The theme for Symposium this year was “Reformation: Transforming the World One Door at a Time,” and although the plenary session I attended focused on the Lutheran history of the Reformation, I would like to look at the Reformation from a more personal angle. Reformation from the non-Lutheran perspective can simply be defined as “the process of improving an existing form and making it right.”

Dr. Cynthia Moe-Lobeda, who spoke at the third plenary session, mentioned something that caught my attention: those who suffer the most from global warming are poor people, mostly people of color in different parts of the world, especially on the continents of Asia and Africa. Even in the United States, those who suffer the most from the aftermath of climate change, like hurricanes and storms, are the poor. This leads me to wonder how bad environmental racism is and how this has affected millions of innocent people and will continue to do so if something is not done immediately.

A session hosted by Dr. Dwight Peterson of the psychology department titled “Reformulating Race” focused on the process by which the human mind has shaped the concept of race and how this goes on to affect our actions, intentionally or not. In this talk, Peterson spoke about the cross-race effect, in which there is greater memory accuracy for same-race compared to other-race faces and this has been characterized by high false alarm rates. Personally, I think this is one of the situations in which the brain has been wired to interpret what it thinks rather than what it sees. This phenomenon has led to people giving false witness reports which have led to people getting into trouble and in extreme situations, have put the innocent on death row.

How do we overcome our personal biases? I know and understand that many of us try to be as neutral as possible in most situations, but what do we do with our brain that has been shaped to behave independently? Racism, whether environmental or personal, plays a huge role in the way things happen in our societies, be it in letting the poor minority groups suffer from the effects of Western developments or passing the wrong judgments based on preexisting stereotypes. We as humans have to do better in the way we view people who are obviously different from us. One step towards this is acknowledging the fact that we are all different. As Peterson stated during his session, “Unless you have some sort of vision impairment, don’t say you don’t see color, because we all see it.” Denial only creates more hypocrisy and makes the problem hard to identify.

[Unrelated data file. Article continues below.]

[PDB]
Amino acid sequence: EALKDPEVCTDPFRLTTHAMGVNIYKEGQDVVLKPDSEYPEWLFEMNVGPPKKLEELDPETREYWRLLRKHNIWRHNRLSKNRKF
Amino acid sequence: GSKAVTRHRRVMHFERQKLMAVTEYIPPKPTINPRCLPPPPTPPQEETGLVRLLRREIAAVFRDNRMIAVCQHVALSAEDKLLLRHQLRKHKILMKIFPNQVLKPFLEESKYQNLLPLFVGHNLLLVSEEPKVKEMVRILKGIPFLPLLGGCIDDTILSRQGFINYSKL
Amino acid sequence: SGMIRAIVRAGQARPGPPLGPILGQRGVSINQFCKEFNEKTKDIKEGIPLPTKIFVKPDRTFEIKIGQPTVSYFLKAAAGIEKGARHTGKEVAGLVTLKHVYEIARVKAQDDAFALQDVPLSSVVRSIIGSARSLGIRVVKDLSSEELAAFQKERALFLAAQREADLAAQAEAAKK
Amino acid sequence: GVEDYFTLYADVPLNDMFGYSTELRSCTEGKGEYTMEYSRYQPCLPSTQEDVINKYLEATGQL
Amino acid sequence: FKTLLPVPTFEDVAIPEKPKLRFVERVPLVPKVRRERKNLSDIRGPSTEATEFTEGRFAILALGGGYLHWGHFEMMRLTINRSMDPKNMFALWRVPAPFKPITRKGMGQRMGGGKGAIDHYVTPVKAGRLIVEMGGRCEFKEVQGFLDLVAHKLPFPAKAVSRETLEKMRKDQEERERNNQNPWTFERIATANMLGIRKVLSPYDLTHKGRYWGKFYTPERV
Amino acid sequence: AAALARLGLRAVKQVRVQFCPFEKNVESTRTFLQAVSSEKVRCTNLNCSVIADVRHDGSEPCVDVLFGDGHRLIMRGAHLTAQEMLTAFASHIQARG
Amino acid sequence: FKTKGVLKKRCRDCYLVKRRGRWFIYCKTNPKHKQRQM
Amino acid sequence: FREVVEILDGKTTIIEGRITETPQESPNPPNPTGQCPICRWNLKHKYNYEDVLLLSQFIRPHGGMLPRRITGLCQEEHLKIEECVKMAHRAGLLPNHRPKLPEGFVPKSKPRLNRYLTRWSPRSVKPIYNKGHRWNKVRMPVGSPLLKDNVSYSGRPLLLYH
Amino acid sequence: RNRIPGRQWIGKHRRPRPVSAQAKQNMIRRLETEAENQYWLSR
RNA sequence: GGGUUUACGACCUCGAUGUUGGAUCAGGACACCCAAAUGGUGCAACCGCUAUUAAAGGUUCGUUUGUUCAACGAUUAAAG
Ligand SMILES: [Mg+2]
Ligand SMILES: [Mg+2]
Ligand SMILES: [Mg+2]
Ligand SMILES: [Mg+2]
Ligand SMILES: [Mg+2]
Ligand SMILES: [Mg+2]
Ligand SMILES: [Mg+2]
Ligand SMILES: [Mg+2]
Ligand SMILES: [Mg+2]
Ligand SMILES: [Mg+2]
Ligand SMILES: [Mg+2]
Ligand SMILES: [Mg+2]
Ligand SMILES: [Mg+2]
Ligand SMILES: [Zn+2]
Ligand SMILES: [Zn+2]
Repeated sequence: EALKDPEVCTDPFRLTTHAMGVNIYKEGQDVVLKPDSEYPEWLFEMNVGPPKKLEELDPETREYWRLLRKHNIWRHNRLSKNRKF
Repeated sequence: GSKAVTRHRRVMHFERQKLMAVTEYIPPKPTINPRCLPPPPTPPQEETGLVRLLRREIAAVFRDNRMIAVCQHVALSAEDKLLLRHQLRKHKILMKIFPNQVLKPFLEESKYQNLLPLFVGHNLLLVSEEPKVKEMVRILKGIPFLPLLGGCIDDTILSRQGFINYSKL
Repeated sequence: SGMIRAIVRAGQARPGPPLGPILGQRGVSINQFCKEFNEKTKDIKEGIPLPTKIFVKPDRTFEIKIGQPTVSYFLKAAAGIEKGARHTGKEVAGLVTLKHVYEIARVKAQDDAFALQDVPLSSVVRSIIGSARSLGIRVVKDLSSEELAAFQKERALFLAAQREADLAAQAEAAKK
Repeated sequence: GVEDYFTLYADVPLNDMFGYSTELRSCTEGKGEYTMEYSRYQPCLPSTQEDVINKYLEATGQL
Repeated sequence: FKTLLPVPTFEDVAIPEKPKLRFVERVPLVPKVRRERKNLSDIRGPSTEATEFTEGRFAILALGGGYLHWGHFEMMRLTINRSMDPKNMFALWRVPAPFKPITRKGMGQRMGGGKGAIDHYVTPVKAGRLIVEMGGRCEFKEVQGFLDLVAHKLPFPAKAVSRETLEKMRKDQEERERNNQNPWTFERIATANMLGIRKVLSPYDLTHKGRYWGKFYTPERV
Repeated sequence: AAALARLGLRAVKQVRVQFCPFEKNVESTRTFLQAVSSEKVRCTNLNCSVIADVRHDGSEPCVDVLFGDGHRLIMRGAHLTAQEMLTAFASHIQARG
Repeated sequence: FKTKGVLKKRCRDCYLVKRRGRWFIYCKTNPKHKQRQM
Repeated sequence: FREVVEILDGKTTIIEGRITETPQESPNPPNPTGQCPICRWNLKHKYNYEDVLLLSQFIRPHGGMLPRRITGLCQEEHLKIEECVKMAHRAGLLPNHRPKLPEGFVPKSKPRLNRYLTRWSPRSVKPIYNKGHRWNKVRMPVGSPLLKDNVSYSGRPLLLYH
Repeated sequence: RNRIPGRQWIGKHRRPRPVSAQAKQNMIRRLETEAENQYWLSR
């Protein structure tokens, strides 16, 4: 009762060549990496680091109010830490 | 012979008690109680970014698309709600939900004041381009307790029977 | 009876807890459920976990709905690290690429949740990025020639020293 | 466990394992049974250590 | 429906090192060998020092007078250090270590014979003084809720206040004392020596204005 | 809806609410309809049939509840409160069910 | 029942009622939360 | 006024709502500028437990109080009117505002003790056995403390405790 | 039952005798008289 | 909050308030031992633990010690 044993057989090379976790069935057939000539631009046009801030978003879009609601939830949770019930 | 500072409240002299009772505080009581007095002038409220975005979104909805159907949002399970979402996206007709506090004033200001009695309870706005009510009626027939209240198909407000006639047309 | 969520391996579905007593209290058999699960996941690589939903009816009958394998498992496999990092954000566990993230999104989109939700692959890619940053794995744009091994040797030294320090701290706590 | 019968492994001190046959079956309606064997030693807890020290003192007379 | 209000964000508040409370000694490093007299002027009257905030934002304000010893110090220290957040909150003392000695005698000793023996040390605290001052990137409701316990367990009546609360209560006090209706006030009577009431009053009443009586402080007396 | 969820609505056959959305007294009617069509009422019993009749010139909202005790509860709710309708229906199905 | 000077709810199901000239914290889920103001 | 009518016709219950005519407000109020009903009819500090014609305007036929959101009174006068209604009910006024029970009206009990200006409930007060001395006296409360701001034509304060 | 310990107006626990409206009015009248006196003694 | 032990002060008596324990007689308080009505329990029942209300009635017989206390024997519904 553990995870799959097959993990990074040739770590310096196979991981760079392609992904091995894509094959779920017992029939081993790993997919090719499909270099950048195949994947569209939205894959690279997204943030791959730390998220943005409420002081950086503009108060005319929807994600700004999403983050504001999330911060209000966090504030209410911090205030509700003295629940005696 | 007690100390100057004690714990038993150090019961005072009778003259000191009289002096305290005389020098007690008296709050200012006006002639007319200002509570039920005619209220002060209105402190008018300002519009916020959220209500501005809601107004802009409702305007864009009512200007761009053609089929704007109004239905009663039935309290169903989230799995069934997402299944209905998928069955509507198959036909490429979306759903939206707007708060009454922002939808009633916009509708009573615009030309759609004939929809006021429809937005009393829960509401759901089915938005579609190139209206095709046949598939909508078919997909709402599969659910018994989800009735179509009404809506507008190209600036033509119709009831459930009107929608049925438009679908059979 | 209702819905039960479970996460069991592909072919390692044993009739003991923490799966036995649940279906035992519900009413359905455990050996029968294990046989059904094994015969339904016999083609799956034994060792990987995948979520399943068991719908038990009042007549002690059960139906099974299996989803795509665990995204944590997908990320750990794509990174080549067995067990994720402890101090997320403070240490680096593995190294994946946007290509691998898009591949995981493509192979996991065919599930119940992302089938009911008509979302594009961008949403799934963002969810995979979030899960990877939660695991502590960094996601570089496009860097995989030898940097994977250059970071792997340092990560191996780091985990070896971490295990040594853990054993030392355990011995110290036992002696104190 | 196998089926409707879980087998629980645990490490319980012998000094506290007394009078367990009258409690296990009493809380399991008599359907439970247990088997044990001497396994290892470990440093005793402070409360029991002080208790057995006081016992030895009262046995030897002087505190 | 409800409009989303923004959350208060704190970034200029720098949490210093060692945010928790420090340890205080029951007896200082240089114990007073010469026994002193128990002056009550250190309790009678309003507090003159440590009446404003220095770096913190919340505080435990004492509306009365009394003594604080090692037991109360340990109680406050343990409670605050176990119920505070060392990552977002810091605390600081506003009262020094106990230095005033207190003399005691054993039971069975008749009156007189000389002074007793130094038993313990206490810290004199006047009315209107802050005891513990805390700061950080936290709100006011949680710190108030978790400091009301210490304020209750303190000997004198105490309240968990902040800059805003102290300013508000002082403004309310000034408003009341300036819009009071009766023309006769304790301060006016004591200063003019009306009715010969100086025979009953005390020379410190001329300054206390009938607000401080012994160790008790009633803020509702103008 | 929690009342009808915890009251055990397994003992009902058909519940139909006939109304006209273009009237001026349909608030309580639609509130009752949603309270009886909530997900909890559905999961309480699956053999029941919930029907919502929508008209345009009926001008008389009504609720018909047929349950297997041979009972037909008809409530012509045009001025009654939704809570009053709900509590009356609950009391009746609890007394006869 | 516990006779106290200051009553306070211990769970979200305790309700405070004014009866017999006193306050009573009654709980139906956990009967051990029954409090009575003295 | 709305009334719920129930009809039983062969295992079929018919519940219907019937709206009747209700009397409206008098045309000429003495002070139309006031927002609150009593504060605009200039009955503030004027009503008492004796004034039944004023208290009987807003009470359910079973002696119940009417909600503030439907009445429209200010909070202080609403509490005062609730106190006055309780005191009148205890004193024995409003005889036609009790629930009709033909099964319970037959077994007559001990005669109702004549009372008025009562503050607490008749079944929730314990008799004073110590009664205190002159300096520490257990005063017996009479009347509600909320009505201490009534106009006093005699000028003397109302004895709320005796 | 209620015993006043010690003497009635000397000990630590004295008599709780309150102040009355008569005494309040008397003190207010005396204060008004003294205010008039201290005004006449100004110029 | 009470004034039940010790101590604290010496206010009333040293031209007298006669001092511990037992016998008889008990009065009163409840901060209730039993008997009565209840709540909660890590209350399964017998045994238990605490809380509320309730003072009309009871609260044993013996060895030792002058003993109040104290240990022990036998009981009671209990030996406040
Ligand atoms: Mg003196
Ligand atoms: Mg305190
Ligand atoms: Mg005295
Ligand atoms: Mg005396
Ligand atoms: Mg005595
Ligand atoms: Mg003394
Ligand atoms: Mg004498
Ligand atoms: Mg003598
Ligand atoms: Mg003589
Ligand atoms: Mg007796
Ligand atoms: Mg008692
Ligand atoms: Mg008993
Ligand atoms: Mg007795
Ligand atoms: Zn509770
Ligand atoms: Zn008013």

Acknowledging differences is what makes the world the diverse place it is meant to be; that is how we all learn from our mistakes and also learn what to do or not to do. Accepting our differences will help us understand how to treat one another and it will also help us become more empathetic as human beings.

So next time, don’t say, “I don’t see color.” I know everyone with good vision sees color. Instead of denying that diversity exists, we should all accept the fact that we are all different, and maybe come together and work with our differences. Learn about other races, listen to their stories, have empathy for them and ask them what you can do to make life better, not just for them, but for yourself as well. Every race has a unique story and different struggle. Use your privilege to help, rather than claiming to not have any privilege and using this as an excuse for being oblivious to the struggles of others.

The human race is be a huge umbrella that houses humans of all races. We should aim at reforming the word “race” into something more beautiful and diverse, instead of seeing it as a sign of human division.

Ehi Agbashi

Ehi Agbashi is a senior double-majoring in Biology and Psychology. During her free time, she travels and takes lots of photos and also blogs.

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